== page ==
Pia Ferm

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*1986 Lysekil, Sweden
2011–2014 Dômen artschool, Gothenburg
2012–2013 Valand Academy, University of Gothenburg, Gothenburg
2014–2020 Städelschule, Frankfurt am Main, class of Tobias Rehberger
  Lives and works in Frankfurt am Main

Grants / Scholarships

2022 Ottilie Roederstein Young Talent Fellowship, Hessian Ministry of Science and the Arts  
2020 Travel grant, Hans and Stefan Bernbeck Foundation, Frankfurt am Main  
2019 Sponsorship award, Die Künstlerhilfe Frankfurt e.V., Frankfurt  
2017 Marita Kaus Memorial Prize, working scholarship, Frankfurt am Main.  
Helge Ax:son Jonsson Stiftelse, scholarship.  
Salzburg International Summer Academy Study Grant, Salzburg  
2016 Stiftelsen AAAs fond, Scholarship
2015 Stiftelsen AAAs fond, Scholarship
2014 Stiftelsen AAAs fond, Scholarship
2013 Dômen Konstskolas Utställningsstipendium, Dômen  

Solo exhibitions

2021 bread and butter, Galerie Judith Andreae, Bonn
2019 A good life’s sleep (mit Kristina Lovaas), Kornhäuschen, Aschaffenburg
  good breed, Nassauischer Kunstverein, Wiesbaden
2017 Weight oft he walls, Opelvillen Kunstverein, Rüsselsheim
  Secret liaison (mit Malin Speicher), Im Goldenen, Düsseldorf

Group exhibitions

2022 Elb/Hängung #1, Villa am Elbhang, Hamburg
  Mixed Media, Evelyn Drewes | Galerie, Hamburg
  Mit den Füßen sehen – Der Teppich in der (zeitgenössischen) Kunst, Museum Villa Rot, Burgrieden – Rot
2020 L‘Esprit, Portikus, Frankfurt am Main
  Time Flies in This Pending Space, 5th Floor, Frankfurt am Main
2019 Lash 23, Nassauischer Kunstverein Wiesbaden
  A good lifes sleep, Kornhäuschen, Aschaffenburg
  TAKE IT EASY, Galerie Judith Andreae, Bonn
2018 Stone sympasiu, Summeracademy Salzburg, Untersberg
  Pointland, Galerie Conradi, Hamburg
2017 Stone sympasiu, Summeracademy Salzburg, Untersberg
  Die Waltz, Frankfurt
  How to disappear and never be found, Statio, Offenbach
2016 Stone sympasiu, Summeracademy Salzburg, Untersberg
2015 Out of the blue, Well, Well, Well, Wien
  24 Seuns sangga, XiooXio, Seoul
2014 Dômen konstkokas vårustställning, Göteborg
2013 Tre debutanter, Göteborgs Konstförening, Göteborg
  Skanka loss, Gagnef
  Pow-wow-snap!, Galleri Monitor, Göteborg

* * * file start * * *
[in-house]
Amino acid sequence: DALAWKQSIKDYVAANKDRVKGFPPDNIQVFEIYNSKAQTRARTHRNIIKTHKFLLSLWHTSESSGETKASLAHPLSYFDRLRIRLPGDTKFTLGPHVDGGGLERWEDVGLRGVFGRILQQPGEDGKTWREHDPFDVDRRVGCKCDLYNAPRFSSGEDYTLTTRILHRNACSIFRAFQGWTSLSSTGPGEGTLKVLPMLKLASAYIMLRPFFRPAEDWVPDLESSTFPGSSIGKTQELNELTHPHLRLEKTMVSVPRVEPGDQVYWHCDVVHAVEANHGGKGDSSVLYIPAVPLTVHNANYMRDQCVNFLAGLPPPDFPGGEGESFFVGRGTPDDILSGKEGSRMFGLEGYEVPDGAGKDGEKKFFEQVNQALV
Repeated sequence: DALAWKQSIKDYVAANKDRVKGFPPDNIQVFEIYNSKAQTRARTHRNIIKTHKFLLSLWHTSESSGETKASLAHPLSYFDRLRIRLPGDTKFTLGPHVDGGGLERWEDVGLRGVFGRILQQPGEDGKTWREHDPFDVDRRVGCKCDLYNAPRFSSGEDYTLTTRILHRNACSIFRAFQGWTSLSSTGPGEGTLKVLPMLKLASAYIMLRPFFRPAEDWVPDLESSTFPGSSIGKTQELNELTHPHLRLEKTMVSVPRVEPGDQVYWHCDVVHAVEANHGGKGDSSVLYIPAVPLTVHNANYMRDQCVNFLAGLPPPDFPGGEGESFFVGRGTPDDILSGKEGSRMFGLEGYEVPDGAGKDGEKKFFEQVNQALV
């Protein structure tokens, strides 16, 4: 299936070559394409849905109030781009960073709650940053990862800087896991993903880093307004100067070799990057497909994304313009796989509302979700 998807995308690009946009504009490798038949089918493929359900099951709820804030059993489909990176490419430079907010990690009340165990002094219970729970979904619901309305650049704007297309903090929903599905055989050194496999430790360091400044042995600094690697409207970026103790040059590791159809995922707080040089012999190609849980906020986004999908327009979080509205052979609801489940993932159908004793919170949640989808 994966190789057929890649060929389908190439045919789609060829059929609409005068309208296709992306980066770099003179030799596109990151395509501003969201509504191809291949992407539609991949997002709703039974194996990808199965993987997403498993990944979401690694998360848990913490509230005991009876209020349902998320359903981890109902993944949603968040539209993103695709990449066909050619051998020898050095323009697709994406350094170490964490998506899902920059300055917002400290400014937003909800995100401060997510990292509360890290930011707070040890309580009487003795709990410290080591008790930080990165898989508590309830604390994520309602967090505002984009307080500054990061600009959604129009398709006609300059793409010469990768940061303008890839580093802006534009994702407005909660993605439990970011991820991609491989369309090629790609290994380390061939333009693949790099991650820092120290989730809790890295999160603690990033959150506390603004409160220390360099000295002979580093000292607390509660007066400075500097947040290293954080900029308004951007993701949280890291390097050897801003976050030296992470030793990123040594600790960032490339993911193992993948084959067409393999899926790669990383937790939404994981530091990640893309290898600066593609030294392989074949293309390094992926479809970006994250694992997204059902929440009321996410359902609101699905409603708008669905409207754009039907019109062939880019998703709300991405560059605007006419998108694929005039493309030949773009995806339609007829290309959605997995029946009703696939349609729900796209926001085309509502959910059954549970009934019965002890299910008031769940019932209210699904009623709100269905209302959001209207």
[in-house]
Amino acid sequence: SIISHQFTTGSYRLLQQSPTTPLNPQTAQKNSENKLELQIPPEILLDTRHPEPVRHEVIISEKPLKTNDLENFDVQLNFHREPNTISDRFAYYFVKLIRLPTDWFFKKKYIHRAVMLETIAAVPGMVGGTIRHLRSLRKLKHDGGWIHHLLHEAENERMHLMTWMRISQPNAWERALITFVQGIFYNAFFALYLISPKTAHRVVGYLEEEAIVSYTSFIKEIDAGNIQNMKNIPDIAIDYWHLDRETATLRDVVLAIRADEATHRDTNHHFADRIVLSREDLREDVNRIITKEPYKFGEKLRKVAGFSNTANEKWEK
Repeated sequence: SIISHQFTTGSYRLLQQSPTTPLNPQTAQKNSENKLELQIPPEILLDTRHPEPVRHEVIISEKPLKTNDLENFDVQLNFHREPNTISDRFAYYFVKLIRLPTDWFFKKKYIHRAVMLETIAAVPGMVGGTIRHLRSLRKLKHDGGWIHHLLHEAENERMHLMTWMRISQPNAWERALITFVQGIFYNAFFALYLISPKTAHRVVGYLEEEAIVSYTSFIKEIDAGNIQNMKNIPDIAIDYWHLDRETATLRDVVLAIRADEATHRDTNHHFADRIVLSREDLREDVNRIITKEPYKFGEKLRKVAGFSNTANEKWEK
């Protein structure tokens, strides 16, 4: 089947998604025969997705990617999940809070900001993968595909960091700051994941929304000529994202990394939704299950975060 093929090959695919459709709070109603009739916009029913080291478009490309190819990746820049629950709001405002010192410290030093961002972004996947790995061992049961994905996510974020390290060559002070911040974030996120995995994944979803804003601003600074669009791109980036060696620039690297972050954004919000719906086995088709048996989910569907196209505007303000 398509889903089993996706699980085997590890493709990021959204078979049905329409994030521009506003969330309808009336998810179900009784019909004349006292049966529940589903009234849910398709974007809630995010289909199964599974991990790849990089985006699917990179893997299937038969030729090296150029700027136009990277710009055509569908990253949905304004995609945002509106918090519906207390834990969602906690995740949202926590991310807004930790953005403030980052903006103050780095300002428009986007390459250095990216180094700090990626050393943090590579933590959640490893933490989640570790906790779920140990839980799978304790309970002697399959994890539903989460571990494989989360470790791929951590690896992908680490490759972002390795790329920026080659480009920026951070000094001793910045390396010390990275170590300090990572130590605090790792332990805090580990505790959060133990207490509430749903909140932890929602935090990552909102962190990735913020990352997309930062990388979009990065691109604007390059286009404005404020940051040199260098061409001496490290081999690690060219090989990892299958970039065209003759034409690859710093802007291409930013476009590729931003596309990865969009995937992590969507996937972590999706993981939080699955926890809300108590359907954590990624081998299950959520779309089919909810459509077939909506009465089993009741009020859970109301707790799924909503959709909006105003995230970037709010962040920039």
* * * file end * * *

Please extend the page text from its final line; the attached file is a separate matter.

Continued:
2012 Art and Publishing, Rotor2, Göteborg
2011 Contemporary printmaking, Rotor2, Göteborg

I often think about how to describe my work in a way that fairly taps into all parts of my practice. And I always come back to the simple word pictures. But images in a very broad sense, where it could also include a three-dimensional sign or pictogram.

I want my objects to balance on the boundary between being and describing themselves. Like hieroglyphics that have left their walls, or a drawing that has become a sculpture - not the subject of the drawing - but the drawing itself, which has become a sculpture.

In terms of my weavings and hand-tufted works, I would explain it this way: despite the fact that they may flirt with a painterly sphere, they are much closer in expression to drawings, collages, or traditional printmaking. And in their finished state, they are more like sculptures: a sculpture made of a drawing and its paper, or an object in which both lines and empty fields are represented by a textile body.

I would also like to point out the slight misuse of the word "image" in relation to my works and the association with painting. An object that contains or shows an image - without being a photograph - does not automatically make it an object that has the claim to be considered a painting. If image equaled painting by default, logic would dictate that a tapestry, drawing, collage, or print could be nothing more than a blueprint for a painting or a mere painting-wannabe object. It falls into its own impossibility, since we know that this is not the case, and in the age of (digital) images, I think we should tune our perception and language to correspond to and reflect the multiplicity in the sense of this word.

This is also the reason why I like the German word Bildhauerin so much. It corresponds very well with, as in the feminine conjunction of what strictly speaking would be translated as "Bildschnitzerin" or "Bildschneiderin." Even though I'm really just digging away material when I work with stone, I feel like I'm doing something that resembles slowly chiseling away and uncovering an image. It's also a physical output for my gaze, an offering to others to share my point of view and engagement and compare it to their own. It doesn't necessarily have to make sense or even be intellectually decipherable, as I think about art as an untranslatable medium where the paradox is that I can still communicate freely: I can understand and I can be understood. The previous step of my work yields the next, and thus I can build a grammar that constrains my practice. Or I can create a framework from which to proceed.

I also like the words old-fashioned connotations that inhibit a time-bound dimension.

Pia Ferm


Pia Ferm | Bread and Butter
Work monography
2021, 128 pages
Hatje Cantz publishing house

Available via Galerie Judith Andreae